NARY, Minn. – What came first, the chicken or the alpaca?
Ten years ago, Mike and Sarah Karvakko left the city limits with their growing family to embrace country living. They wanted to have land for their children to explore and seek out new experiences.
Today, their Karvakko Family Farm covers much of the family’s 40-acre property and boasts sheep, chickens, turkeys, pigs and alpacas.
“We wanted to go back to the basics, to raise our own animals and raise our own food,” Sarah said. “We started with just a few little chickens. The chickens were our gateway animal.”
With assistance from their five children, ranging in age from 4 to 16, Sarah manages the day-to-day operation of the farm. Mike, owner and president of Karvakko, an engineering and architectural firm headquartered in Bemidji, builds fences and takes on other construction projects as needed.
But while the family has a menagerie of animals, the Karvakkos have become most known for their alpacas. They first took in three alpacas about seven years ago. Related to llamas and camels, alpacas are endearingly cute, friendly and sociable.
They also offer functionality. For the Karvakkos, Sarah uses the fiber, or alpaca fleece, to spin it into yarn, from which she knits hat and shawls. The alpacas are sheared once a year in late spring to allow their winter coats to grow in before it gets too cold.
“The fiber is very functional, useful and valuable,” said Sarah, who sells both the raw fiber and yarn spun from the fiber.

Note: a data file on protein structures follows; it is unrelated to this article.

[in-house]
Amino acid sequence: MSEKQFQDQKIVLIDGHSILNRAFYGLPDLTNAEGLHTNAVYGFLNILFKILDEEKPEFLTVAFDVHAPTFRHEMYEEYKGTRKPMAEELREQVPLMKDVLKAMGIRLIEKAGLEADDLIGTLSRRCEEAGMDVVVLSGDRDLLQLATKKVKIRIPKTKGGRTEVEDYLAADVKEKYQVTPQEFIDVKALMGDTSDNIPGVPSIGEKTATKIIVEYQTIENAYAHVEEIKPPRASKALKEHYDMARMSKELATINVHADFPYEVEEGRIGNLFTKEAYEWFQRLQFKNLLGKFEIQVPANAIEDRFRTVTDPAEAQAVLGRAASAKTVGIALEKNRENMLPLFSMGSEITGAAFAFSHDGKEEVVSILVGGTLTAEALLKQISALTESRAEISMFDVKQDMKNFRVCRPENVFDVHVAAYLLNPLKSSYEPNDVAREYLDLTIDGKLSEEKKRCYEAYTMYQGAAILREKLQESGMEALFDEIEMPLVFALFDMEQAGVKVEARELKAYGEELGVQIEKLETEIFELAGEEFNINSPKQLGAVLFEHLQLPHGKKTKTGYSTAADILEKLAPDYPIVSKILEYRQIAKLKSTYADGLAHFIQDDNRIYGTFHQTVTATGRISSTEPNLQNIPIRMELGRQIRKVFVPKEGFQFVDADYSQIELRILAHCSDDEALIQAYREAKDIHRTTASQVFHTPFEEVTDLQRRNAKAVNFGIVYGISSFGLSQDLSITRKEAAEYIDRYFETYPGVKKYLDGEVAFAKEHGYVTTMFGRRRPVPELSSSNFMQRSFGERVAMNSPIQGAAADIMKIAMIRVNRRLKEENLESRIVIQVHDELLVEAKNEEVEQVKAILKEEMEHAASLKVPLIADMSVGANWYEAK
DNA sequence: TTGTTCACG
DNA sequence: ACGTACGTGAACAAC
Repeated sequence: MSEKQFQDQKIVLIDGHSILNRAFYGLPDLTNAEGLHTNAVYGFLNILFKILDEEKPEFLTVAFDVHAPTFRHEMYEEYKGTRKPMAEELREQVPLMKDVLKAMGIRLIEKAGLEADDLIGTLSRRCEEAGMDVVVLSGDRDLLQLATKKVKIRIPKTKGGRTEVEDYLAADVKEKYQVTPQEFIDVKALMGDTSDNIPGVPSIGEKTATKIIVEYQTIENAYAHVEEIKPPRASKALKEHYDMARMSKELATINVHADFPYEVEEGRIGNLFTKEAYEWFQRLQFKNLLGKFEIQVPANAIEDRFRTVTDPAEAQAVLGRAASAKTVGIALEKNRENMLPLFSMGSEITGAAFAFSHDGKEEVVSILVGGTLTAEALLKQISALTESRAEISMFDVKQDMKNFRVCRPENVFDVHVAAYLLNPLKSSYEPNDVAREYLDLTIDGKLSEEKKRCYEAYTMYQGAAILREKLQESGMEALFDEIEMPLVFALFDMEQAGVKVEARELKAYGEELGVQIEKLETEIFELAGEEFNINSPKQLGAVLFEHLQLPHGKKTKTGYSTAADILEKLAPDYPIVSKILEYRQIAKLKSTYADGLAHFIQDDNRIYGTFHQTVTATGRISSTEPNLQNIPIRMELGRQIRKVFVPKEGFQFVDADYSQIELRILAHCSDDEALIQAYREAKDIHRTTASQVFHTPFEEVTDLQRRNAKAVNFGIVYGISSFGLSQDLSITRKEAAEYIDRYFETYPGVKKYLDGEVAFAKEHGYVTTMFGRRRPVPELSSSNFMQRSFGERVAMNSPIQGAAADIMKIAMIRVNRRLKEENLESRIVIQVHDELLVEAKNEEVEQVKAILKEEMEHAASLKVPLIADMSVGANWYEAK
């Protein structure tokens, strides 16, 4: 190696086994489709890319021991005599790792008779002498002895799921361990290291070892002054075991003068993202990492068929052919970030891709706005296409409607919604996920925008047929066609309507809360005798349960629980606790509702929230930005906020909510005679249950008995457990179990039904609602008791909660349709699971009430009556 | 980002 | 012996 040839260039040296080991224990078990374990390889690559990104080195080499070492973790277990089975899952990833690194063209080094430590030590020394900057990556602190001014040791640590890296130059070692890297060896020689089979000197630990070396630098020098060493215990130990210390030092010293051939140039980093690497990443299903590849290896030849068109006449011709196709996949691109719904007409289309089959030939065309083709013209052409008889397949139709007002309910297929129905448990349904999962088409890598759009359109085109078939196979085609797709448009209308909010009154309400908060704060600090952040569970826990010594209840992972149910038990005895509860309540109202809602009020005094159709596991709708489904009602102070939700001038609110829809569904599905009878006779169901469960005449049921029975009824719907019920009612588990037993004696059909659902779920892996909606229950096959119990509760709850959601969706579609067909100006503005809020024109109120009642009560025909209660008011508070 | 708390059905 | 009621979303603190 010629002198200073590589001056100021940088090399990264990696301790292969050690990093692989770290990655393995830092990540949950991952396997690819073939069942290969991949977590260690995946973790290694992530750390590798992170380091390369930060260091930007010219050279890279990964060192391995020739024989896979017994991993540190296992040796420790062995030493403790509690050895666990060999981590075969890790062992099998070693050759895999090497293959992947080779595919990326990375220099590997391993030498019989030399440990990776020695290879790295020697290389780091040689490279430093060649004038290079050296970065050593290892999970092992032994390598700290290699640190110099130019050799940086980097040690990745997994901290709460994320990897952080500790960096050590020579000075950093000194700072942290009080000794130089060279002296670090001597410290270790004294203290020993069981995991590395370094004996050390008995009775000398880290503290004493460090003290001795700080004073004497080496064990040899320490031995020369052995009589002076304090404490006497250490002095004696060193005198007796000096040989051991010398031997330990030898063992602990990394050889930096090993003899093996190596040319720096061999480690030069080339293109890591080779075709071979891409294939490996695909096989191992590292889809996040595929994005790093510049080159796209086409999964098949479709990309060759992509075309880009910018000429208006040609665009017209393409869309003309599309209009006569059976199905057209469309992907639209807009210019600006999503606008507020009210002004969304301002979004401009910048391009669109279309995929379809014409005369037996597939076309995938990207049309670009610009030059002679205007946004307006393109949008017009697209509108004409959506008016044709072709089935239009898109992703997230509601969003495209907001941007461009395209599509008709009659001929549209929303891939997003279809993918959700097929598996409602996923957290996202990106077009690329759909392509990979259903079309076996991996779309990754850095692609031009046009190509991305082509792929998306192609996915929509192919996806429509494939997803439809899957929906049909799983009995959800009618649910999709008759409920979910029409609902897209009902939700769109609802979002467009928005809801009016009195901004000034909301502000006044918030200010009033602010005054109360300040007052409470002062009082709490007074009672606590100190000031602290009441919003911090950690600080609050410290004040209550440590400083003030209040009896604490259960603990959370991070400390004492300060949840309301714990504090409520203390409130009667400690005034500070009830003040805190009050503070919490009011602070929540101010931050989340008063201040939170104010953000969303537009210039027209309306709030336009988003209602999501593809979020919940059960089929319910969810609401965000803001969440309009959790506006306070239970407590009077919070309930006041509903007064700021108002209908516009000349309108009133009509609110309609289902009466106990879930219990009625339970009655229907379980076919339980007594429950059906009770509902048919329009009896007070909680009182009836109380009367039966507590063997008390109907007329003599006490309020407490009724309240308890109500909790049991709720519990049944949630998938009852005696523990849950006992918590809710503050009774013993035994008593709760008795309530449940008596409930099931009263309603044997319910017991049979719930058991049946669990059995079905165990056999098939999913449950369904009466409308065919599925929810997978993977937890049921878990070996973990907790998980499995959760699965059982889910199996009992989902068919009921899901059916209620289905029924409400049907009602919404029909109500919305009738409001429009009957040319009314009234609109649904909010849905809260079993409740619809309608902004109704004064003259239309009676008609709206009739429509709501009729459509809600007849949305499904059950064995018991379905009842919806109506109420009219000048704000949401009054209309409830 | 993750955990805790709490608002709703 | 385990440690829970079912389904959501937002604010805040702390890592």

While some farmers may consume alpacas for their meat, the Karvakkos do not. Sarah said it is not typical to do so in this region since the animals are pretty valuable here. Further, they tend to be rather bony.
“They’re easy keepers,” she said. “The basic maintenance on them is: They need their toenails clipped every couple of months, they need to be sheared once a year, and their teeth need to be shaved every couple of years. They’re pretty easy.”
The Karvakkos today have 12 alpacas, though only 10 are currently at home.
The family is active within the Beltrami County 4-H program and works with interested participants to make the alpacas available for 4-H learning. Two of their alpacas are on lease for the summer to another family down the road that has active 4-Hers.
“This will be the fourth year of the Beltrami County Fair that we’ve had alpacas there,” said Sarah, the alpaca superintendent for Beltrami County 4-H. “The first three years it was just my kids. But now there are six participants and only two are my kids. It’s exciting to see the program grow.”
Valerie Davis, 19, is one of the 4-H participants who has taken an interest in the alpacas. This is her last year as a 4-H competitor, though she’s been involved for about 13 years. She visits the Karvakko farm about once a week.
“They keep it here, and I’ll come here to work with it,” Valerie said.
“Alpacas like to be in herds,” Sarah explained. “They like to have a buddy.”
Valerie, who is on summer break from studying precision agriculture at Colorado State University, has a lot of showing experience with 4-H, having previously worked with nearly all of the traditional 4-H livestock, except cows.
“(Alpacas) are cute. They’re friendly, and it’s not the same as all the other livestock. They’re social,” she said.
“They have personality,” Sarah said.